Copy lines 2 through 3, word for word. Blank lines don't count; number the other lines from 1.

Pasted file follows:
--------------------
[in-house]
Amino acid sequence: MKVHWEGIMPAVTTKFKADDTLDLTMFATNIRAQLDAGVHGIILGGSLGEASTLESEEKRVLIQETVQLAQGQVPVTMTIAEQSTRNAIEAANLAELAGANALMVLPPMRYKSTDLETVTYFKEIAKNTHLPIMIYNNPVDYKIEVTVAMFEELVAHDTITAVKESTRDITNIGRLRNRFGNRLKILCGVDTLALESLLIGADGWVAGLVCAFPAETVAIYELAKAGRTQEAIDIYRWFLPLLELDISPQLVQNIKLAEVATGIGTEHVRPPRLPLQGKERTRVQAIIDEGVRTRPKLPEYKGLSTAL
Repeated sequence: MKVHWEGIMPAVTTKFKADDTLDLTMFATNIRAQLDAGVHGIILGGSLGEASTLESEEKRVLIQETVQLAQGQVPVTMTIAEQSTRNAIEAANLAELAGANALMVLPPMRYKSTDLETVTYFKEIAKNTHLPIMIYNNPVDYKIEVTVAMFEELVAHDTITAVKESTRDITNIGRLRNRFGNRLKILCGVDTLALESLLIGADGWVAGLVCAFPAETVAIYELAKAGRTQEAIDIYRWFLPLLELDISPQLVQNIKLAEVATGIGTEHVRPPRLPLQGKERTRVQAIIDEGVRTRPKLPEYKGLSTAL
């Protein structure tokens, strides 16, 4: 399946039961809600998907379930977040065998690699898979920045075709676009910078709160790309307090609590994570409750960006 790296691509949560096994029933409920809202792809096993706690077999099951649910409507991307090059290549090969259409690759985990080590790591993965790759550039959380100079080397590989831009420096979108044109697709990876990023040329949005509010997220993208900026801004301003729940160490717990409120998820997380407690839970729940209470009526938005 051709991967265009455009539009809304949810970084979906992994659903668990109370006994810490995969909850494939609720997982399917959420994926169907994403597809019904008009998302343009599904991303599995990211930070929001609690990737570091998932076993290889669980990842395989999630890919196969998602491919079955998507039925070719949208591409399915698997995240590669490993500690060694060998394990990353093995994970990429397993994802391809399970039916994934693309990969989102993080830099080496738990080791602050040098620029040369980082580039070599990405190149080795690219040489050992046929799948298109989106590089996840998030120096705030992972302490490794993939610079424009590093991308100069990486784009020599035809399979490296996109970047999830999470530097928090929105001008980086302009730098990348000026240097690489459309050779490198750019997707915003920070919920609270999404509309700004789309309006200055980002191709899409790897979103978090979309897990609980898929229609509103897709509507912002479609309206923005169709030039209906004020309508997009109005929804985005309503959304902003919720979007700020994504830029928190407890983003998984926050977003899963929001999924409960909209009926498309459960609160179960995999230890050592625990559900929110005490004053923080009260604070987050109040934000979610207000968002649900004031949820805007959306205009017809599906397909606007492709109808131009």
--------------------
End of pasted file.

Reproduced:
Amino acid sequence: MKVHWEGIMPAVTTKFKADDTLDLTMFATNIRAQLDAGVHGIILGGSLGEASTLESEEKRVLIQETVQLAQGQVPVTMTIAEQSTRNAIEAANLAELAGANALMVLPPMRYKSTDLETVTYFKEIAKNTHLPIMIYNNPVDYKIEVTVAMFEELVAHDTITAVKESTRDITNIGRLRNRFGNRLKILCGVDTLALESLLIGADGWVAGLVCAFPAETVAIYELAKAGRTQEAIDIYRWFLPLLELDISPQLVQNIKLAEVATGIGTEHVRPPRLPLQGKERTRVQAIIDEGVRTRPKLPEYKGLSTAL
Repeated sequence: MKVHWEGIMPAVTTKFKADDTLDLTMFATNIRAQLDAGVHGIILGGSLGEASTLESEEKRVLIQETVQLAQGQVPVTMTIAEQSTRNAIEAANLAELAGANALMVLPPMRYKSTDLETVTYFKEIAKNTHLPIMIYNNPVDYKIEVTVAMFEELVAHDTITAVKESTRDITNIGRLRNRFGNRLKILCGVDTLALESLLIGADGWVAGLVCAFPAETVAIYELAKAGRTQEAIDIYRWFLPLLELDISPQLVQNIKLAEVATGIGTEHVRPPRLPLQGKERTRVQAIIDEGVRTRPKLPEYKGLSTAL